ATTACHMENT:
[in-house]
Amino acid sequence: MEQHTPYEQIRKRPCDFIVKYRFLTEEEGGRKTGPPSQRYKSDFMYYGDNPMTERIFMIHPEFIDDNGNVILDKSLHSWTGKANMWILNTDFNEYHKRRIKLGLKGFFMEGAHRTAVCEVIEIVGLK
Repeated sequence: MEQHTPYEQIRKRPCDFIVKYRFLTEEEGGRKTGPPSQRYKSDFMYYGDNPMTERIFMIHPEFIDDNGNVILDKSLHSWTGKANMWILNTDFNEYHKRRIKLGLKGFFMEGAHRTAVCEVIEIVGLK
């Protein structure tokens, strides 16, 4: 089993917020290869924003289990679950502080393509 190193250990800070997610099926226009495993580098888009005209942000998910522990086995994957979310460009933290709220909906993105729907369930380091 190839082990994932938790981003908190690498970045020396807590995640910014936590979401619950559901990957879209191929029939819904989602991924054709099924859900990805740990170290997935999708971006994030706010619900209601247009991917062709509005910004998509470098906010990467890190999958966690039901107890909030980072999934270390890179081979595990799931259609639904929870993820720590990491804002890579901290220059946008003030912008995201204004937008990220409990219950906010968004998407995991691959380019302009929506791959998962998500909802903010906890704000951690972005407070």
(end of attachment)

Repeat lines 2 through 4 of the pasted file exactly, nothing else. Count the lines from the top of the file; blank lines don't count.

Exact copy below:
Amino acid sequence: MEQHTPYEQIRKRPCDFIVKYRFLTEEEGGRKTGPPSQRYKSDFMYYGDNPMTERIFMIHPEFIDDNGNVILDKSLHSWTGKANMWILNTDFNEYHKRRIKLGLKGFFMEGAHRTAVCEVIEIVGLK
Repeated sequence: MEQHTPYEQIRKRPCDFIVKYRFLTEEEGGRKTGPPSQRYKSDFMYYGDNPMTERIFMIHPEFIDDNGNVILDKSLHSWTGKANMWILNTDFNEYHKRRIKLGLKGFFMEGAHRTAVCEVIEIVGLK
């Protein structure tokens, strides 16, 4: 089993917020290869924003289990679950502080393509 190193250990800070997610099926226009495993580098888009005209942000998910522990086995994957979310460009933290709220909906993105729907369930380091 190839082990994932938790981003908190690498970045020396807590995640910014936590979401619950559901990957879209191929029939819904989602991924054709099924859900990805740990170290997935999708971006994030706010619900209601247009991917062709509005910004998509470098906010990467890190999958966690039901107890909030980072999934270390890179081979595990799931259609639904929870993820720590990491804002890579901290220059946008003030912008995201204004937008990220409990219950906010968004998407995991691959380019302009929506791959998962998500909802903010906890704000951690972005407070």